The art of beekeeping and honey production has been around for many years, in fact it has been around for thousands of years as evidenced by rock paintings reckoned to be older than 10,000 BC. Ancient Egyptians were particularly adept at the art and were recorded as such in the writings of Virgil, Gaius Julius Hyginus, Varro and Columella.
Traditionally beekeeping was carried out for honey production, but nowadays other aspects of natural bee services are utilised such as all important crop pollination. Other useful hive products are pollen, royal jelly and propolis, which are also used for nutritional and medicinal purposes, and wax which is used in candlemaking, cosmetics, wood polish and for modelling, bee venom is used by therapists as an effective treatment of rheumatic diseases.
In the wild our native honeybees (Apis mellifera mellifera ) live in natural cavities such as holes in old mature trees, and also in walls, roof spaces and anywhere else that provides a secure watertight home where they can reproduce and store honey for the winter months. Honeybees also live happily in hives (artificial homes) provided by beekeepers, whose role is now an important part of conserving populations of this important pollinator species.
Beekeepers come in three different varieties:
- The Hobbyist - Beekeeping for pleasure as just a hobby.
- The Amateur - More than a hobbyist, looking for a bit extra money.
- The Commercial - Beekeeping as a main source of income.
Modern beekeepers, whether hobbyist or commercial all tend to be members of local and national associations where news, events, techniques and best practice are exchanged.
Is beekeeping an expensive hobby? No, in comparison to other hobbies it is relatively inexpensive. The equipment needed has a long lifespan and is often aquired second hand from retiring beekeepers. A complete new hive costs less than a reasonable bicycle. Here is a list of the basics.
The Hive - Beekeepers normally keep their colonies in a hive, which is a set of wooden boxes filled with frames that each hold a sheet of wax foundation. The bottom box, or brood chamber, contains the queen and most of the bees; the upper boxes, or supers, contain just honey. The bees produce wax and build honeycomb using the wax foundation sheets as a starting point, after which they may raise brood or deposit honey and pollen in the cells of the comb. These frames can be freely manipulated and honey supers with frames full of honey can be taken and extracted for their honey crop. There are various designs of this moveable frame hive in use today.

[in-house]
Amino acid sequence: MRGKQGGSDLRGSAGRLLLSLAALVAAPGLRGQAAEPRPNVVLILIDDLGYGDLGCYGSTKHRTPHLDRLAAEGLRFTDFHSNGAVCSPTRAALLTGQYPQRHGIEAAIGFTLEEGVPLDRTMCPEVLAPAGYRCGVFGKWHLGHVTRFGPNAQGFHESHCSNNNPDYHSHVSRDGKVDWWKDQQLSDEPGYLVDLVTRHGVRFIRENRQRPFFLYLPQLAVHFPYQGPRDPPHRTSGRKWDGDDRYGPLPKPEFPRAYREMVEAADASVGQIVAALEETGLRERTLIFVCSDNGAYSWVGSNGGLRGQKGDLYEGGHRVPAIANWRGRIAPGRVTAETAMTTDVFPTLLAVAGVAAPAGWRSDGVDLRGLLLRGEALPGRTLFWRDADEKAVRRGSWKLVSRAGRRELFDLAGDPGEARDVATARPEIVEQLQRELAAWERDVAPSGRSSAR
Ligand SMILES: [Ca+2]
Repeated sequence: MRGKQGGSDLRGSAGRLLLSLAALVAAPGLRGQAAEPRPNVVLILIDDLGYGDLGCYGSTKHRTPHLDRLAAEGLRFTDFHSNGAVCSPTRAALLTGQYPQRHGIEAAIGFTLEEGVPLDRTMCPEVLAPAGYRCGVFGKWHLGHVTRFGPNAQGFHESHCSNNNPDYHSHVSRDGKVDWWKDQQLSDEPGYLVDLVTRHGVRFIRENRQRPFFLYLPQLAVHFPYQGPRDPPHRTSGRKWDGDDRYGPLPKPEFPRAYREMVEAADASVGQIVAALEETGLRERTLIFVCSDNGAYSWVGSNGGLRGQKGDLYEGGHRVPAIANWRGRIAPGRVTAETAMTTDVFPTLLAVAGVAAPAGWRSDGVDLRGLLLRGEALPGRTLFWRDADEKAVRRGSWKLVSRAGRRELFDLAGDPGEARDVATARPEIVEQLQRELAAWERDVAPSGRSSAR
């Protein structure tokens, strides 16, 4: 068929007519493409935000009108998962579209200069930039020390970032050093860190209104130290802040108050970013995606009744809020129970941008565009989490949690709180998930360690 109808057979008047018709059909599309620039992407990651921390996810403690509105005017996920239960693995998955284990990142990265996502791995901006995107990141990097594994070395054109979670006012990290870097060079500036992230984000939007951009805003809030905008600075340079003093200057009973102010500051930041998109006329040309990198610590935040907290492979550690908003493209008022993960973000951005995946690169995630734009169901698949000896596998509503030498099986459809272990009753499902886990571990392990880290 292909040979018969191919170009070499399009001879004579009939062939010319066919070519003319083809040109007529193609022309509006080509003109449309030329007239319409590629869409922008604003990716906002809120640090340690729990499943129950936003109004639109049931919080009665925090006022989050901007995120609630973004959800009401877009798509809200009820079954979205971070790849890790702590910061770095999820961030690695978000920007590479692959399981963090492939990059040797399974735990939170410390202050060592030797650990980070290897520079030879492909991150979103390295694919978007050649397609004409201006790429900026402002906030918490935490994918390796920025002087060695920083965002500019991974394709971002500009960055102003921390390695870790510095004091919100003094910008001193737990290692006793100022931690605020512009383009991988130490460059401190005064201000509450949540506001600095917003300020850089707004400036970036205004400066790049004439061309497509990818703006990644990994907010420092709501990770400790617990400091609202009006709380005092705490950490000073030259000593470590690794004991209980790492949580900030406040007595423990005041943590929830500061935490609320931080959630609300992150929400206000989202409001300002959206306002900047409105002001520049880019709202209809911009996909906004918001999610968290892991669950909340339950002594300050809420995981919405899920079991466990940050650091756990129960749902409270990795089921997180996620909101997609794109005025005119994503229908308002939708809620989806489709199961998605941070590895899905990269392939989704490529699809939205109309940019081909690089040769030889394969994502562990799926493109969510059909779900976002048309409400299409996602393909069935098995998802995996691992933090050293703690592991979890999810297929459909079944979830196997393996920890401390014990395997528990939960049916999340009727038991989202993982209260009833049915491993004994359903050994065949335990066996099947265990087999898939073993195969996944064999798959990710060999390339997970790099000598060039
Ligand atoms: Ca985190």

Protective clothing - Beekeepers usually wear protective clothing such as gloves and a hooded suit or hat and veil. Experienced beekeepers rarely use gloves because they make movement clumsy and can transmit disease from one hive to another. The face and neck are the most important areas to protect, so most beekeepers will at least wear a veil.
Smoker - A necessary line of defence; protective clothing provides remarkably little protection from agitated bees. Most beekeepers use a "smoker" - a device designed to generate smoke that can be directed into the beehive. The bees are calmed with a puff of smoke, triggering a feeding response in anticipation of possible hive abandonment due to fire and masking any alarm pheromones. The ensuing confusion creates an opportunity for the beekeeper to open the hive and work without triggering a large defensive reaction from the occupants. Also, the bee's abdomen distends from the honey consumed and it becomes difficult to make the necessary flexes to sting.
Bees under Threat (a very good reason to keep bees!)
Unfortunately today our native 'black bees' (Apis mellifera mellifera) are under a lot of pressure from diseases and modern agri-technolgy practices. The main reason is of course man's activities, in particular the un-natural movement of bees around the world and the ever-increasing use of crop protection chemicals and agents in the food production industries. The affect has been introduction of disease and pests that our native bees can not cope with, and slow but very noticeable change in neuro - physiological behaviour. The result is devastating effects on the normal bee life cycles and behaviours, particularly their reproduction and fertility levels, and geographical location abilities, all so essential to their existence.
While beekeepers can work with 'hived' bees and the various organisations to redress these issues, there is little we can do to aid the wild and native colonies of bees that are being affected besides ensuring that 'hived' colonies are healthy ones and that there are enough numbers to supplement wild losses. Research is going on to monitor feral (wild) bee populations to identify if a natural genetic resistance to the Varroa problem exists.